Mouse-passaged pneumococci, prepared as previously described (17), were used for inocula. Before being infected, the mice were kept under an infrared lamp (200 W) for 2 to 3 min and then given an intravenous (i.v.) injection into the tail vein. Bacteria were delivered in a total volume of 200 μl. The animals were monitored for 10 days. Differences in survival were analyzed by the Mann-Whitney-Wilcoxon test, considering the time point when mice died; for statistical purposes, animals still alive after 10 days were assigned a time to death of 240 h. Groups of 7-week-old female outbred MF1 mice (n = 6 to 8) (Harlan Nossan) were inoculated with a range of bacterial inocula (from 103 to 108 CFU) of either FP58 (type 2) or its isogenic pspC mutant, FP30. Differences in survival were detected only at the lowest doses. At a dose of 104 CFU per animal, infection by wild-type pneumococci was lethal in 87.5% of mice, while none of those inoculated with the mutant died (P = 0.0016). The 50% lethal dose (LD50) was 2 × 103 CFU for the wild type and 3.7 × 104 CFU for the mutant, indicating a 19-fold attenuation in virulence (Fig. (Fig.2A2A).

FIG. 2.
Experimental murine model of pneumococcal sepsis. (A) Twelve groups of MF1 outbred mice (n = 6 to 8) were injected i.v. with different inocula (103 to 108 CFU) of either the type 2 wild type (FP58, open triangles) or the pspC mutant (FP30, solid ...

Virulence of type 3 mutant.

Experimental sepsis was repeated with type 3 pneumococci by infecting both MF1 (outbred) and CBA/Jico (inbred) mice with HB565 (wild type) and FP20 (pspC mutant) (Fig. 2B and C). CBA/Jico mice were chosen because of their sensitivity to pneumococcal infection (8). MF1 mice infected with the mutant showed an increase in survival for inoculum doses ranging from 105 to 107 CFU. Differences in survival (by Mann-Whitney-Wilcoxon test) were significant at the dose of 106 CFU (P = 0.027) (Fig. (Fig.2B).2B). Survival of CBA/Jico mice was also significantly different both at 105 (P = 0.0008) and 106 (P = 0.0019) CFU, as all mice infected with the mutant survived and all control mice died (Fig. (Fig.2C).2C). In MF1 outbred mice, the LD50 was 105 CFU for the wild type and 2.5 × 107 CFU for the mutant, while for CBA/Jico inbred mice, the LD50 was 2 × 104 CFU for the wild type and 3.2 × 106 CFU for the mutant (Fig. 2B and C). Depending on the mouse strain, PspC-negative mutants of type 3 pneumococci showed a 160- to 250-fold reduction of virulence in the i.v. sepsis model.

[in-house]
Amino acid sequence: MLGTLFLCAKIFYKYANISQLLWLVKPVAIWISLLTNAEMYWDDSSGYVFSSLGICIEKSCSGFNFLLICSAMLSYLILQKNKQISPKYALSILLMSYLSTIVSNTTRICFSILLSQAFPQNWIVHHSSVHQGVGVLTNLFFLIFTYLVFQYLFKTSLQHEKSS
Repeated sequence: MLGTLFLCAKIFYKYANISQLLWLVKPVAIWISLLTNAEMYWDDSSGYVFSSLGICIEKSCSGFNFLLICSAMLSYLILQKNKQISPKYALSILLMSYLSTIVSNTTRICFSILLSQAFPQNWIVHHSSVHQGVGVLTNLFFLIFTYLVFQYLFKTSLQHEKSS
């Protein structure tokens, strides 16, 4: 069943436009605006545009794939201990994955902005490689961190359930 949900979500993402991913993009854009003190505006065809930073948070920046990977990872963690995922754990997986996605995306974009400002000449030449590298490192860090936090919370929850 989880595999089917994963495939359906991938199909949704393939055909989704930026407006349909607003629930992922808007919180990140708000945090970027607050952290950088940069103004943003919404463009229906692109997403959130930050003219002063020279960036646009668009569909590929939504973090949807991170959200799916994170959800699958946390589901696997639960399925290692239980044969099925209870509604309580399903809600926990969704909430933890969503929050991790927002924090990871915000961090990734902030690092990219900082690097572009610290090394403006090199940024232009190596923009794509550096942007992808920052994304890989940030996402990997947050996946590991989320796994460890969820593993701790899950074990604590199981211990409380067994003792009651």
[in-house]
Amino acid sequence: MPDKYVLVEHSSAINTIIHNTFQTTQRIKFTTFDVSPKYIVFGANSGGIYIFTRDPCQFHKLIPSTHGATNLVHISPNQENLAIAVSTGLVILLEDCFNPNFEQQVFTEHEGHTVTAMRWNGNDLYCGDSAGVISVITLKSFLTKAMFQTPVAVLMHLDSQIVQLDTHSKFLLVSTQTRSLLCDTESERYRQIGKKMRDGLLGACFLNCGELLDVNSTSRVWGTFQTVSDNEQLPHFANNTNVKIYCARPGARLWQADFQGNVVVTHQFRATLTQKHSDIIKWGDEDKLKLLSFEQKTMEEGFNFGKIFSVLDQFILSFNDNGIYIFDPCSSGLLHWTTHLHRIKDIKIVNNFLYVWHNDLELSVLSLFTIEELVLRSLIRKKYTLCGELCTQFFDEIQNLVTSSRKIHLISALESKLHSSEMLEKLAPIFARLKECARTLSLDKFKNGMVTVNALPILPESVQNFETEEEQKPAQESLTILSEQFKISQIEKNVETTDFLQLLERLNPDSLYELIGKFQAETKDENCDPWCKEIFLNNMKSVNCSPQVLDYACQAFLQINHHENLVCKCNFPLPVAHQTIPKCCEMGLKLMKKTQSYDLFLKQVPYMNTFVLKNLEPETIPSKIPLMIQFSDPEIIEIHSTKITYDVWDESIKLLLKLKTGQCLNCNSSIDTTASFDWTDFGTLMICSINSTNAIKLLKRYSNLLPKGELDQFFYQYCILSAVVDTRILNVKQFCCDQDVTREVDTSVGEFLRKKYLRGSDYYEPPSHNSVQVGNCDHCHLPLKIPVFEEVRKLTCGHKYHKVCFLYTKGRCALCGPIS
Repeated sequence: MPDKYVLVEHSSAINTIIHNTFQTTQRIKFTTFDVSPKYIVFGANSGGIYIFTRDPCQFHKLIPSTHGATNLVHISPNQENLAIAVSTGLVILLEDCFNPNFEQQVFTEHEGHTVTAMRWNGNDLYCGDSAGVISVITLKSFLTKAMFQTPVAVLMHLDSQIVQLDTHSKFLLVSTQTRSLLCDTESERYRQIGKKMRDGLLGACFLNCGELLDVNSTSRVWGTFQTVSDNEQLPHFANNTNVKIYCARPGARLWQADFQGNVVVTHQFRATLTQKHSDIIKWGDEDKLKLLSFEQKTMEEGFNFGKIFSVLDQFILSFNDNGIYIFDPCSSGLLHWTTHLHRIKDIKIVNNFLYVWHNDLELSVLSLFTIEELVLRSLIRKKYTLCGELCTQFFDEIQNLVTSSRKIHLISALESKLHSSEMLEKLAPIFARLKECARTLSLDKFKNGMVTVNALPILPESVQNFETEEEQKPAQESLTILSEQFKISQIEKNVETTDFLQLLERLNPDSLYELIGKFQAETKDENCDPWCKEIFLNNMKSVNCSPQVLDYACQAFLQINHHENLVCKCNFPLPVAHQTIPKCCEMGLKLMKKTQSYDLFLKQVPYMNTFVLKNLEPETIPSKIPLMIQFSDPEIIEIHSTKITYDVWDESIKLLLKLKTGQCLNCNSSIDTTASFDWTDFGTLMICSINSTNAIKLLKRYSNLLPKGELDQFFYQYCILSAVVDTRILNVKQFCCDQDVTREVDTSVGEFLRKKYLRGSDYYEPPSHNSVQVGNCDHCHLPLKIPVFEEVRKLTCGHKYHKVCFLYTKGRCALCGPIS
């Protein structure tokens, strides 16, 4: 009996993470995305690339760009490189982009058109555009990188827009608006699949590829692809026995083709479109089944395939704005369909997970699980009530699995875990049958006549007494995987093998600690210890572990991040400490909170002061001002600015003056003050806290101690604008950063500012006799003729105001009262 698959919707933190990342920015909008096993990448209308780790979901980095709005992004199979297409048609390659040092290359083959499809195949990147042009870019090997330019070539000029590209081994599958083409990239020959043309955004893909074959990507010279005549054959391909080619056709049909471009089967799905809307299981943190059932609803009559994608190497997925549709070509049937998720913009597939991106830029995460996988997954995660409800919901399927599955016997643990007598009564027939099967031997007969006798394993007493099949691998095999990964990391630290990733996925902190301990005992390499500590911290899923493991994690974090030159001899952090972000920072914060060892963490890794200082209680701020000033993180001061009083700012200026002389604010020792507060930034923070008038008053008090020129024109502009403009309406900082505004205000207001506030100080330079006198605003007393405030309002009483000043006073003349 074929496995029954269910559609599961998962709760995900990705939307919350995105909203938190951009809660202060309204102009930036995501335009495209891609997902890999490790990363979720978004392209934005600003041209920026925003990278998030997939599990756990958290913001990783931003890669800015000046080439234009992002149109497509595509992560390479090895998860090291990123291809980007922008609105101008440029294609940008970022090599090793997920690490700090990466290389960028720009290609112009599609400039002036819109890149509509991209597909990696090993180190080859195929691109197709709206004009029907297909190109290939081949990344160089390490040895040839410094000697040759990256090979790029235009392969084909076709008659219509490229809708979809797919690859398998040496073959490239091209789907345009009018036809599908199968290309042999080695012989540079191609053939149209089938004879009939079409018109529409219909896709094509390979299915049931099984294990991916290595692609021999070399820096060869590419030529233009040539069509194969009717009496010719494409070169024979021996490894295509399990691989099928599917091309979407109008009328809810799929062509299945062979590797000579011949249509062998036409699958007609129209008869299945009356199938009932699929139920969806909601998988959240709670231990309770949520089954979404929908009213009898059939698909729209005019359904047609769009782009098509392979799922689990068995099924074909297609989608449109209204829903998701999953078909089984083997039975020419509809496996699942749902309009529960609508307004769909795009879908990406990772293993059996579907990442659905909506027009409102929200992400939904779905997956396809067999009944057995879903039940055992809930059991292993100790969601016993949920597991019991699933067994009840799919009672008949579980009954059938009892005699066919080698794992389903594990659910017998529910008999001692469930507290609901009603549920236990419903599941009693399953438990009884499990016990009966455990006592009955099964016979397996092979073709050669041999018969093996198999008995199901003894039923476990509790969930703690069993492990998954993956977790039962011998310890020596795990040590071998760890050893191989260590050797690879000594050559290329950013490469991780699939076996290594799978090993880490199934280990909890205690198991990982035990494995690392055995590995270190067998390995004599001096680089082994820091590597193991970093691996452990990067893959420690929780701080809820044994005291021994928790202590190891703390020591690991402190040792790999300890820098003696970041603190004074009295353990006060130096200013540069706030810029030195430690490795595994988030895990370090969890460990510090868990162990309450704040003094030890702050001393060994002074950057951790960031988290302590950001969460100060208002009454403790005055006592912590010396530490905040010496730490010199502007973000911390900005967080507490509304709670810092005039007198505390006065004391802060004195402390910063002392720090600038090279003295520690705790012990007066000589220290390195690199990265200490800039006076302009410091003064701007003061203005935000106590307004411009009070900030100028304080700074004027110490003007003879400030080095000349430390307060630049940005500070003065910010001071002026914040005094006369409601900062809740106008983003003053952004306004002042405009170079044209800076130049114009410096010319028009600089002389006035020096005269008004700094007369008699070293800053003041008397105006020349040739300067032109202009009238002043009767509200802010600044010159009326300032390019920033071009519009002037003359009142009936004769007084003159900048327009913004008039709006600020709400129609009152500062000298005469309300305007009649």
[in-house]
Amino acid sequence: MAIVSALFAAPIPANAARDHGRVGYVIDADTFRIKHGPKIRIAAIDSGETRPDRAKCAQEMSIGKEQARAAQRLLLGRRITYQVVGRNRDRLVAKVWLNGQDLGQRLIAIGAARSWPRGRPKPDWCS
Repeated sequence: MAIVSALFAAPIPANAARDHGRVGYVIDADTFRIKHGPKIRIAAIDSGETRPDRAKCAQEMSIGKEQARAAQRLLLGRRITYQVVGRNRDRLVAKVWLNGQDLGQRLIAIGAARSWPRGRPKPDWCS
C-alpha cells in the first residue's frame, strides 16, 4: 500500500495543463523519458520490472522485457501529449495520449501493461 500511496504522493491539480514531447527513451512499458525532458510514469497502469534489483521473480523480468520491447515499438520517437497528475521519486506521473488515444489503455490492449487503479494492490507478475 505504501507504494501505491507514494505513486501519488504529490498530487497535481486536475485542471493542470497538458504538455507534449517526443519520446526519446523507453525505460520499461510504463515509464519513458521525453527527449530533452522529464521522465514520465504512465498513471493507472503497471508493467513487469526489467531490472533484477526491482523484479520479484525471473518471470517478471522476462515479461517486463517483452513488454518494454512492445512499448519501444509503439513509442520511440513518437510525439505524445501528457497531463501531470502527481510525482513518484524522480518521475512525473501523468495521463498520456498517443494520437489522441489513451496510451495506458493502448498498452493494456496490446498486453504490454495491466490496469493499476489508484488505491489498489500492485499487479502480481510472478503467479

Previous studies using sepsis infection models were not able to show a convincing virulence attenuation of pspC mutants. When tested by being injected intraperitoneally, pspC mutants were not significantly reduced in virulence (2, 19), and only minor differences in time to death were found with an i.v. sepsis model (1). The present data show that PspC affords a decisive contribution to sepsis development, with mutants showing an attenuation of virulence of up to 250-fold. Our data were obtained with two different pneumococcal serotypes and both inbred and outbred mice. In our opinion, the i.v. route of inoculation and the use of a wide range of infecting doses were indeed instrumental in showing the important role of PspC in pneumococcal sepsis.

While PspC is required for nasopharyngeal colonization and lung infection in the mouse model (1, 19, 21), here we show that it is also very important for sepsis. PspC binds fH of the complement system in different pneumococcal serotypes, and its fH binding efficacy was demonstrated to vary among different strains (7, 14). Pneumococci can escape complement attack and opsonophagocytosis by recruiting fH with PspC in vitro (15). Since the binding of S. pneumoniae to fH was shown to prevent complement-mediated phagocytosis, bacterial survival in the bloodstream should be compromised in PspC-deficient mutants. PspC-deficient mutants cannot bind fH (7, 14), and this inability is probably the key reason for the attenuation of virulence of these mutants in the sepsis model. This effect is more evident in type 3 than in type 2 S. pneumoniae, reflecting the higher binding affinity of fH observed for the type 3 strain.


This work was supported in part by grants from MURST (Cofinanziamento 2002), CNR (P. F. Biotecnologie), and the Commission of the European Union (QLK2-2000-00543).

We acknowledge Riccardo Parigi for his excellent technical assistance with the animals.


Editor: J. N. Weiser